Tuesday, July 19, 2016

Album Review: “Black Hole Space Wizard Part 1” by Howling Giant

According to legend, in early March of 1951 Ike Turner’s guitarist Willie Kizart was driving to Memphis, Tennessee for a recording session when his amplifier tumbled from atop his car and bounced down Highway 61.  

A makeshift attempt to repair the amplifier by cramming it full of newspapers rendered it operational, except it now produced a fuzzy distorted sound.  The song recorded that day “Rocket 88” found its way to the top of the charts and is often credited as being the first rock-n-roll song.  

Clearly, the world wanted the fuzz then, and has never stopped doing so. 

The sound accidentally discovered by Kizart has since been captured, refined and controlled by amplifier manufacturers. Wise is the band who has chosen to harness this almighty power.

Howling Giant brings the fuzz and so much more on their second album “Black Hole Space Wizard Part 1”.  It is one down-tuned crunchy stoner metal riff after another, in a style closely resembling genre legends The Sword and Witchcraft.  

Only instead of focusing their attention of themes of paganism, this concept EP takes to the stars, telling a science fiction inspired tale of mankind abandoning Earth to avoid a celestial wizard.
Howling Giant
Breaking free of the traditional sounds of their native Nashville, Howling Giant has created a monolithic wall of fuzzy cosmic sound which alternates between epic doom and energetic riffs.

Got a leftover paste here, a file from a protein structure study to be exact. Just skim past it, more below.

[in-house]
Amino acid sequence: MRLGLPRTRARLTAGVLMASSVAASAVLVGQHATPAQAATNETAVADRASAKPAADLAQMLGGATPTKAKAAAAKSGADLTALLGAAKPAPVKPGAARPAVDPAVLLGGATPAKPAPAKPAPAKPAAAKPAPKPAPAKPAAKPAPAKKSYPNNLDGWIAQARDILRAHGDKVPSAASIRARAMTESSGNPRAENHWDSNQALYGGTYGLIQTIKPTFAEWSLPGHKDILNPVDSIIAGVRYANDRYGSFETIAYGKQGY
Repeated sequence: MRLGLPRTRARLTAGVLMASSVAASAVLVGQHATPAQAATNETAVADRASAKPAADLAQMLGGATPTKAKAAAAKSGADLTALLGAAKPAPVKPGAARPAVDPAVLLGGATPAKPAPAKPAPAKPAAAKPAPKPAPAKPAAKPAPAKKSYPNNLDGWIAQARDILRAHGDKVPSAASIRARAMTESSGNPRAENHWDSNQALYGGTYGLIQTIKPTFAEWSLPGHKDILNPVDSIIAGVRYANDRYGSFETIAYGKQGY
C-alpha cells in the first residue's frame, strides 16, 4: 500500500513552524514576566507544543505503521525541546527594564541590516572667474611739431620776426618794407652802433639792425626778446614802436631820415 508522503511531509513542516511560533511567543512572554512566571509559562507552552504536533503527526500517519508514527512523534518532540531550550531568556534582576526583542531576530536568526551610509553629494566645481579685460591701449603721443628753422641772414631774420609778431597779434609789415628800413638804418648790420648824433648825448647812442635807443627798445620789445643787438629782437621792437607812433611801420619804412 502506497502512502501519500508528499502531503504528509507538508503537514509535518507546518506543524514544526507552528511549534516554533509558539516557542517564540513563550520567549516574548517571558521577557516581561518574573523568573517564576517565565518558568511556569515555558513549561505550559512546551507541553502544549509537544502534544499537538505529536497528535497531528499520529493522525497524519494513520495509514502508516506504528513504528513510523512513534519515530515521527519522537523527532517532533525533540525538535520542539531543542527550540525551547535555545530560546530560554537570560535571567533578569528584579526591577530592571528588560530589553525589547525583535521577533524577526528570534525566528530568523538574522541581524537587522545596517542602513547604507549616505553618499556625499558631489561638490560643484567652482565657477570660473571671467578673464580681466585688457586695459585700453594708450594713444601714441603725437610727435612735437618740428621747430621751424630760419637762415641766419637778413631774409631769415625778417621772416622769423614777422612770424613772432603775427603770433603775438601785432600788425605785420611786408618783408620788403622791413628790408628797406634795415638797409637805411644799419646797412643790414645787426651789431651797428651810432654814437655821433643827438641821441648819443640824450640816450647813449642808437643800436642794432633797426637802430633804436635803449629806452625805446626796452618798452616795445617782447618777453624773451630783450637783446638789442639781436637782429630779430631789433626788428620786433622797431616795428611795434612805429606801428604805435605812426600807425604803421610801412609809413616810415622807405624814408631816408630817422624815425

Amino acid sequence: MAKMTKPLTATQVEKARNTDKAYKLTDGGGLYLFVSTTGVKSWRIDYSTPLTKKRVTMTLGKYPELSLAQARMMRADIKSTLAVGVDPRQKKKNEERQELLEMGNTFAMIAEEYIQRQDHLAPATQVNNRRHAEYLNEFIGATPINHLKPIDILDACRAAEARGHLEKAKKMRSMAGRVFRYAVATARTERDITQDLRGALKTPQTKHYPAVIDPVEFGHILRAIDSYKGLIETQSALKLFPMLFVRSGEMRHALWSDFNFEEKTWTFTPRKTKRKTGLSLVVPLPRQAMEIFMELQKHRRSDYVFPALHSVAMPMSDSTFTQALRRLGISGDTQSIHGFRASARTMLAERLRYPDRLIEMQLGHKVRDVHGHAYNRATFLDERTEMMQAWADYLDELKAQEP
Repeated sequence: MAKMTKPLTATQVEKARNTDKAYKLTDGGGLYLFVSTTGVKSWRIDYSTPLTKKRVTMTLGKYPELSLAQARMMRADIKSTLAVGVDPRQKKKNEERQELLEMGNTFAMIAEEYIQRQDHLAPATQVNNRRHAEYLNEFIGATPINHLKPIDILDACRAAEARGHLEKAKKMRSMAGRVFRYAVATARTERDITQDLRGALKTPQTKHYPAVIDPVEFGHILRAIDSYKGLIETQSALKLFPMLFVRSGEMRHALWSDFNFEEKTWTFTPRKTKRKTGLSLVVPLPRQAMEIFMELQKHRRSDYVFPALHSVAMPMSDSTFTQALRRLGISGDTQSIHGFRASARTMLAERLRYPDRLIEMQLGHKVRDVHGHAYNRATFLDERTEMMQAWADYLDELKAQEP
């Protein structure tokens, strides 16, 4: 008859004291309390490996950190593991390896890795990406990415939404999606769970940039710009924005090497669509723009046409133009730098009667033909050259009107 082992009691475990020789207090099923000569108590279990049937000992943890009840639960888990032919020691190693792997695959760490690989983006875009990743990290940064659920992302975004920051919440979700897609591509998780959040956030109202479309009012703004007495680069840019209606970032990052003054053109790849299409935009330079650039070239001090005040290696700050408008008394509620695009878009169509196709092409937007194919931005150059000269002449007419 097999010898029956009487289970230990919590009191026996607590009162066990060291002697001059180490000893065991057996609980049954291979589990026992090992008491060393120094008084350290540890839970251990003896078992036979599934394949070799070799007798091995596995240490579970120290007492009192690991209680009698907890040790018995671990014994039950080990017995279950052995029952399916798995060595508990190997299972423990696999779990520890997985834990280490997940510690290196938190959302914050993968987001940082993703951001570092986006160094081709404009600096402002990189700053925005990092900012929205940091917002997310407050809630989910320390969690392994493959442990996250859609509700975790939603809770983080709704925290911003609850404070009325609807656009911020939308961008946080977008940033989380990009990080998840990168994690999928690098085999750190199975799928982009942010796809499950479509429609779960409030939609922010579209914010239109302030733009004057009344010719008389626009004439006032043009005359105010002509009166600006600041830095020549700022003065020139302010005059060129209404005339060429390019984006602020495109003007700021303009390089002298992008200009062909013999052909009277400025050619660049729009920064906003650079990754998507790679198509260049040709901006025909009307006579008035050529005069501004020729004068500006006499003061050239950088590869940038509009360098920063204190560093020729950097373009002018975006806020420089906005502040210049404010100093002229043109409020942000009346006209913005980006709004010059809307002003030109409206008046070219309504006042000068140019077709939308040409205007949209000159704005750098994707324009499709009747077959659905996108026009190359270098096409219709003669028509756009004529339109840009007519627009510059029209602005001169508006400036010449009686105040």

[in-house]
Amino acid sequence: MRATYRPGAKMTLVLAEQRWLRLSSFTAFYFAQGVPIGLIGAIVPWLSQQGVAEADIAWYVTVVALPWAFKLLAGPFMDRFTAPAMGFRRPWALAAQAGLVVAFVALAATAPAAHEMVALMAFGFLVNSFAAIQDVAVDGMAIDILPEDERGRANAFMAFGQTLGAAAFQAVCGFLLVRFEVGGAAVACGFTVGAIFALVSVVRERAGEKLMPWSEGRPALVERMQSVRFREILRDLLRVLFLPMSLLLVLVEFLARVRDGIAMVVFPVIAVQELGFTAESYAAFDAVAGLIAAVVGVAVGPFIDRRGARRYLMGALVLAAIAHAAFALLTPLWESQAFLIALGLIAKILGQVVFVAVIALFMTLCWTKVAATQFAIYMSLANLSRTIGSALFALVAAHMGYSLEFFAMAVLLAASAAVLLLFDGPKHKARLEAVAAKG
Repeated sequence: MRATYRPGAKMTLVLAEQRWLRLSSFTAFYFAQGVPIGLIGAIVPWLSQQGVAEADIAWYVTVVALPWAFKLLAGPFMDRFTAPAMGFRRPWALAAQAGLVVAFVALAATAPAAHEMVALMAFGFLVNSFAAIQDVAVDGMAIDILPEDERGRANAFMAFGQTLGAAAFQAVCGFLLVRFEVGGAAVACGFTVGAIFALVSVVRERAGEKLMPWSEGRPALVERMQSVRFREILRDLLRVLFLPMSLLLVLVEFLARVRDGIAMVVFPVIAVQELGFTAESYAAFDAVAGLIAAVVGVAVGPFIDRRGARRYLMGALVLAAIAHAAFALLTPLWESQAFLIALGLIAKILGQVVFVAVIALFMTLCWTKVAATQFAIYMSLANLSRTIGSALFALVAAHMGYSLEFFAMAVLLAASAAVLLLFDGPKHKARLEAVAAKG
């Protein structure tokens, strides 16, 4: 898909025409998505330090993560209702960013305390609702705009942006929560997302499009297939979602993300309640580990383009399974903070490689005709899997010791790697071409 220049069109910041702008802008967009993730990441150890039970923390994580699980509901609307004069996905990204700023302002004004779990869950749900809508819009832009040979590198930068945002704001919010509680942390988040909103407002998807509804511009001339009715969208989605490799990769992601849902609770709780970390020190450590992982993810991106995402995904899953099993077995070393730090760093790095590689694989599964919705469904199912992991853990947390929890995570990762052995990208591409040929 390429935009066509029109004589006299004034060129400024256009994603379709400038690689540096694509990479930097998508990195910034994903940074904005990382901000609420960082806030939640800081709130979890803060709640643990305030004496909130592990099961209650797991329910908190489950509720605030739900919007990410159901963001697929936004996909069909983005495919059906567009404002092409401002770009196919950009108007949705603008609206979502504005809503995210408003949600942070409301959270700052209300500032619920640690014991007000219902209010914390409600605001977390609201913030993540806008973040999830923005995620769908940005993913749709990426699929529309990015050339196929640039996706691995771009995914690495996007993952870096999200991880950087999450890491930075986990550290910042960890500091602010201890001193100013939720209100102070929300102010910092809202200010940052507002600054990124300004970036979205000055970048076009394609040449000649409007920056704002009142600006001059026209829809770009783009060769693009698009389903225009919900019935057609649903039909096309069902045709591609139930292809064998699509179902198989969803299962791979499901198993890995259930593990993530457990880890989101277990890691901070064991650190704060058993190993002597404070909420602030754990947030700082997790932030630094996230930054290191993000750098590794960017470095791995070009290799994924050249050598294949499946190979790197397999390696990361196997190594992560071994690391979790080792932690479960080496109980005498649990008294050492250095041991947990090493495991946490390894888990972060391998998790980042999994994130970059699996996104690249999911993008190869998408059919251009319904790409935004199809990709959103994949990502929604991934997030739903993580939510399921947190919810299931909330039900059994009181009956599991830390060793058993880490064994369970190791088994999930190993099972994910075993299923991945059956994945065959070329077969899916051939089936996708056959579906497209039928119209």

Even though only twenty one minutes in length, the album has managed to survive in rotation on my car stereo for a week straight (the only exception being a Sunday drive to the tunes of LA Guns). 

It is the epic tone and craftsmanship of this album which has led to repeated listens.

Happily, this is only part one of a planned ‘Black Hole Space Wizard’ trilogy.  If Howling Giant has more of these monster riffs in the hopper I look forward to hearing them.
There is a music store located on Highway 61 in Arnold, Missouri, where I bought my first guitar amplifier. Although I always turned the gain to 10 on that little Crate amp, the geographic significance of the shop where I bought it never occurred to me before writing this review.  

Although much further north than Memphis, it is still the same highway where a poorly secured amplifier derailed Kizart's drive and birthed the fuzz.

Now, 65 years later, a grateful nation turns its ears towards Howling Giant in thanks for keeping it alive and well.
Release: August 12, 2016
Genre: Stoner Metal/ Fuzz Metal/ Doom Metal
Label: Self Released


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